Trojan trailblazer draws inspiration from role models to encourage the next generation of STEM students
TITLE IX: “The concepts that Title IX embodies are really central to our STEM programs at the USC Joint Educational Project,” says Dieuwertje “DJ” Kast of the USC Joint Educational Project.
Role models like Sylvia Earle inspired USC Joint Educational Project’s Director of STEM Education Dieuwertje “DJ” Kast to pursue a career in the STEM fields from a very young age. Considering the bumps in the road she had to face along the way, Kast now tries to include Title IX principles in many aspects of her work, whether that is by designing her STEM programs to directly benefit children and educators of underrepresented communities, intentionally hiring diverse student workers or including and elevating fellow scientists and educators of all genders in her numerous award-winning projects and publications.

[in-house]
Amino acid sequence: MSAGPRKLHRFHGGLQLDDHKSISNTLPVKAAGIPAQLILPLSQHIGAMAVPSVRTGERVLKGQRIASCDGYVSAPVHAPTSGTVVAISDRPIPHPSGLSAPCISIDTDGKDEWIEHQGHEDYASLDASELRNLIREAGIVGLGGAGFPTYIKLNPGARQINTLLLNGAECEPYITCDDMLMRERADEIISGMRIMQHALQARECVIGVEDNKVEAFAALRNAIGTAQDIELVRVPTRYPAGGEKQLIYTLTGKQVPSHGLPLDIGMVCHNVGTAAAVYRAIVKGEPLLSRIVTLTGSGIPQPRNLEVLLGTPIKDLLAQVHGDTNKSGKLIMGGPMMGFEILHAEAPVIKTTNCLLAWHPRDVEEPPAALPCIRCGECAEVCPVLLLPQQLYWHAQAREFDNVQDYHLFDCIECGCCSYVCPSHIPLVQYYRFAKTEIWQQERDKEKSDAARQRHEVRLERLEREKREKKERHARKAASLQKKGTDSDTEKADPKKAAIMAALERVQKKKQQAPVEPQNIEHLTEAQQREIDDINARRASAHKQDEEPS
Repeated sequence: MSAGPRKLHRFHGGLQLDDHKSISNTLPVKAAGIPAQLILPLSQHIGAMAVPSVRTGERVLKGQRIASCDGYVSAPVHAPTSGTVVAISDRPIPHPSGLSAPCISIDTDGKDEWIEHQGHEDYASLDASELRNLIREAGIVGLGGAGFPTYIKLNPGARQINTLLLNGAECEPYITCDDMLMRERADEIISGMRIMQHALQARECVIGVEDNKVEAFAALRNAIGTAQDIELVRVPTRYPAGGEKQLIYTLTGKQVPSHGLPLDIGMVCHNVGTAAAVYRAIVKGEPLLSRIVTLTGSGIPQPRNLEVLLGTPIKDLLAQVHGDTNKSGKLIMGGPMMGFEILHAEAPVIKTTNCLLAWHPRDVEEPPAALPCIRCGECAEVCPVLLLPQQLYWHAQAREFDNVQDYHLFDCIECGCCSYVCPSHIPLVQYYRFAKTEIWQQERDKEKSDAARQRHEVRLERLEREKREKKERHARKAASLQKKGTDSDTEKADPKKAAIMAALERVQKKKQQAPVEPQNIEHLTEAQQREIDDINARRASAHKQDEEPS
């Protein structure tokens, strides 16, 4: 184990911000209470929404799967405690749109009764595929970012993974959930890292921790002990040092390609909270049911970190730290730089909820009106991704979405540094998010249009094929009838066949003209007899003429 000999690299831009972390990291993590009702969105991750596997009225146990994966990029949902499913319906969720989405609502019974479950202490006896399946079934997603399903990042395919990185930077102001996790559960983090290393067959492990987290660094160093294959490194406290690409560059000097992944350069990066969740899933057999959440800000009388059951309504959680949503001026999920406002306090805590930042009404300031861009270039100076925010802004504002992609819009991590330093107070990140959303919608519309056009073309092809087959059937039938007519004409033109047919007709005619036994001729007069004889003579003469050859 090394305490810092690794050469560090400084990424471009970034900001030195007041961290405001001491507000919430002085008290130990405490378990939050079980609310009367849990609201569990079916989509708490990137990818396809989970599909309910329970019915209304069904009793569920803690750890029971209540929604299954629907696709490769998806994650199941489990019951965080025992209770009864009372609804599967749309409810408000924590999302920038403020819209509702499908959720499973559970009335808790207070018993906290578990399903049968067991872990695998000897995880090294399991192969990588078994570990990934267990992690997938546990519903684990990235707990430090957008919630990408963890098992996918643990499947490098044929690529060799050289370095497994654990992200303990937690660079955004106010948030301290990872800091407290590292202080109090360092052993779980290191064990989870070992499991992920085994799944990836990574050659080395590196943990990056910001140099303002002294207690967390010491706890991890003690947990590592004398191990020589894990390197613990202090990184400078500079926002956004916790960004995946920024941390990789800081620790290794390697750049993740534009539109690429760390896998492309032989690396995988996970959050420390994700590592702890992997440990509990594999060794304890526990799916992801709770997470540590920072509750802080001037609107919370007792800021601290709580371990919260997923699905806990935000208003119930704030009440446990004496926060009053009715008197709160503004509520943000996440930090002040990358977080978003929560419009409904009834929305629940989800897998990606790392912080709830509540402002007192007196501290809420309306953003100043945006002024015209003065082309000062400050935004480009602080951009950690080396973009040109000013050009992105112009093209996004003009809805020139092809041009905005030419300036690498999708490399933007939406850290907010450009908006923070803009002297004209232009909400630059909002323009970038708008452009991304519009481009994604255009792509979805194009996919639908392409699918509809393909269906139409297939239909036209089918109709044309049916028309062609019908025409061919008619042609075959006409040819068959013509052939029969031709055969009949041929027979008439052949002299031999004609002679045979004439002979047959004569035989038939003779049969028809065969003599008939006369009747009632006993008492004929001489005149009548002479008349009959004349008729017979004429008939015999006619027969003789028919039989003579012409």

“I feel very lucky that I have never had to formally utilize Title IX laws, but I have certainly benefited from them many times,” Kast said. “Knowing that my job is protected, for example, especially recently during and after my two pregnancies, was a big relief.”
Even with those measures in place, she remembers that her early career as a young woman in STEM was not without obstacles. Wanting to pursue a progressive degree in marine biology even before she started her undergraduate program, she started to feel more limited in her career options the closer she got to her goal.
“During my first graduate degree, I noticed just how much the STEM fields were dominated by a demographic that I could not relate to,” Kast said. “Beyond that, despite Title IX being in place already, I saw the women being given fewer opportunities to thrive in their area of expertise. That definitely impacted my hopes of becoming a marine biologist and made me reconsider that dream.”